On January 20 of this year I announced my intention to start growing oyster mushrooms using a new non-sterile technique I read about in Fungi Magazine. The technique, perfected by Milton R. Tam of the Puget Sound Mycological Society of Seattle, WA, uses newspaper-based kitty litter and guinea pig chow in which to grow the fungal mycelium of the oyster mushroom. My first batch, started on that date is now doing great and is just a few days away from harvest. I will stretch this blog out a few days so I can give a full report including pictures, yield and cost per lb..
For the first few weeks not much was going on besides the relentless growth of the mycelium through the medium. Think of how soybeans are transformed into tempeh and you get the picture. Gradually the kitty litter turns white with fuzzy growth until almost no more is visible. This happened in a dark closet at less than 70 degrees F. After two weeks I brought the bag out and placed it on the kitchen counter. I waited a week and nothing happened. I looked up pictures on the web of “oyster mushroom primordium” to see if I was missing something. As it turned out, what I was missing was a little more light. The mushrooms need the light to trigger the fruiting process. I switched on a kitchen grow-light and set the timer for 12 hours/day, and that did the trick. Within a few days little white domes appeared in the bags near the holes I had cut. In a matter of hours the domes differentiated into pincushions and each “pin” then grew a cap and started to resemble a tiny mushroom. Each grouping now contains 50 or more individual mushrooms and each bag has about 4 of these groups. They are growing so fast I can almost hear them grow!
Milton Tam’s article said that the primordia would form “5-10 days” after the two week mark, and I was about to give up on day 23, exactly two weeks and 9 days after the start, when the buds first appeared. I have been mixing up bags once a week since the beginning, and I will mix more today. The goal is to have a steady supply; the next week’s bag will start to produce as soon as the previous is done. My big unknown at this point is how long the spawn will last. So far it has lasted almost a month in the fridge. I have attempted to inoculate more grain (wheat), hoping it will outlast the original.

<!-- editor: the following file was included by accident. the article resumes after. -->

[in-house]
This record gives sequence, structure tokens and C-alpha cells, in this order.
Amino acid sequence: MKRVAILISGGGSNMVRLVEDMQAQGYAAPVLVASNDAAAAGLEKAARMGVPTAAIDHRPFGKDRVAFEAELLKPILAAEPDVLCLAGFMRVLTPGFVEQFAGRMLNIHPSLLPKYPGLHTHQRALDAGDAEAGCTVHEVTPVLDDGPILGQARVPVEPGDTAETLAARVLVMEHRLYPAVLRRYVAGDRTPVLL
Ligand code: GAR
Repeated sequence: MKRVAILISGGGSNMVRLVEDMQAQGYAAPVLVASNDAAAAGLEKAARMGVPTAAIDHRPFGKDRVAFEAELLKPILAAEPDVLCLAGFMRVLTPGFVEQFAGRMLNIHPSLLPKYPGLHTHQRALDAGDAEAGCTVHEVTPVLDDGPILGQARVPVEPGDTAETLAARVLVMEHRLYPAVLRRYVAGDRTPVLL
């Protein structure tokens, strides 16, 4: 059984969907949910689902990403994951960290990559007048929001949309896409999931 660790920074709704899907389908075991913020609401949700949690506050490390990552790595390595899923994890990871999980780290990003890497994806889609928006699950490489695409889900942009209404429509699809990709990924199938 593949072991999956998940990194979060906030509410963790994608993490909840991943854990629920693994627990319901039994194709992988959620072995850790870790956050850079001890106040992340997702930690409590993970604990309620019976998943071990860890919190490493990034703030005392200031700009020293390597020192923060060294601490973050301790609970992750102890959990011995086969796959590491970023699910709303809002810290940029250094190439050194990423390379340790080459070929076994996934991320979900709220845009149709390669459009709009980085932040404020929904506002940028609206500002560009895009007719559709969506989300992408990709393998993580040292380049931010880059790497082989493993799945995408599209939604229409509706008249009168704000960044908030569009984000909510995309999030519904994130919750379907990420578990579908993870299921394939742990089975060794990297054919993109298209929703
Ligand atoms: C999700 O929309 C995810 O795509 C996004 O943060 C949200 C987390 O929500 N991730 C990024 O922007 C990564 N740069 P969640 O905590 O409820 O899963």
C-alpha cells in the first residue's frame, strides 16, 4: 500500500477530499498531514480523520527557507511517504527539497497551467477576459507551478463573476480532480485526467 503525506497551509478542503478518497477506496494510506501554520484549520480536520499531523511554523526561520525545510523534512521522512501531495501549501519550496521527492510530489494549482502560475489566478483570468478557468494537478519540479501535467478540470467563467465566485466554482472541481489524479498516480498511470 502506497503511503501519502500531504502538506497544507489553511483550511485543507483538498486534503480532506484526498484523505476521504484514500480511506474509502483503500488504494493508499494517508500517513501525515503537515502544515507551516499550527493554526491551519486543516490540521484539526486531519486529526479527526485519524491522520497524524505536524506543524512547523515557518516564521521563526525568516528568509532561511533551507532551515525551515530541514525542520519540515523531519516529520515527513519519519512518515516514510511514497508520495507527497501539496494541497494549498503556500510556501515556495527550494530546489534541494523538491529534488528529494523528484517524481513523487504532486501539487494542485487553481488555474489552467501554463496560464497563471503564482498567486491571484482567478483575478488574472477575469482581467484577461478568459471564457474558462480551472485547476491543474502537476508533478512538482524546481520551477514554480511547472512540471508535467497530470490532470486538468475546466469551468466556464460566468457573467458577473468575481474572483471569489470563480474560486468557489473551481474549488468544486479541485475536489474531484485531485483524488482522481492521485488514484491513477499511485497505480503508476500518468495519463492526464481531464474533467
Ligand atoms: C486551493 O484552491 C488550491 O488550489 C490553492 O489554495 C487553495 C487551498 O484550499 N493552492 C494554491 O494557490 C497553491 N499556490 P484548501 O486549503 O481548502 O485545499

Overall the project is worth doing. With less effort than making a loaf of bread I get a pound of premium mushrooms, although it takes 3-4 weeks. Once you get to the one month mark however, the reward is already sitting on the counter.
Oyster mushrooms are not only tasty, they’re suspected of containing anti-tumor chemicals. One study found they “inhibit growth of colon and breast cancer cells without significant effect on normal cells, and have a potential therapeutic/preventive effect on breast and colon cancer.” (International Journal of Oncology). Oyster mushrooms are rich in protein (up to 30 percent by dry weight), plentiful in B vitamins, have no cholesterol, and have significant levels of the cholesterol-lowering molecule lovastatin — up to 2.8 percent by dry weight (Stamets, 2005, Alarcon, 2003). If that’s not enough they’re anti-bacterial too! The first mushroom-derived antibiotic, pleuromutilin was extracted in the 1950s. This info on health benefits were taken from an article by mushroom guru Paul Stamets here. Paul also stresses that all mushrooms, including oysters, should be thoroughly cooked before eating. I couldn’t agree more; fungi are the chemical factories of the natural world and need to be respected for their niche; their nutritional and medicinal value is unlocked by cooking.
From mixing up the first bag until harvest took 30 days and yielded one pound. Since each bag took $3.92 in materials, that’s $3.92/lb. I fried up some this morning and had them in an omlet, it was great. Oysters are “al dente” mushrooms, similar to shiitake, not soft and supple like button mushrooms. There is a possibility that the bags will produce a second flush, so I’m leaving them around for a while. I harvested the second bag too but got only 10 ounces. I think this second bag was a little dry, so I’m planning on adding water to all future bags before they bud.
We just had another several inches of snow and spring seems far off, but the kitchen garden is going strong!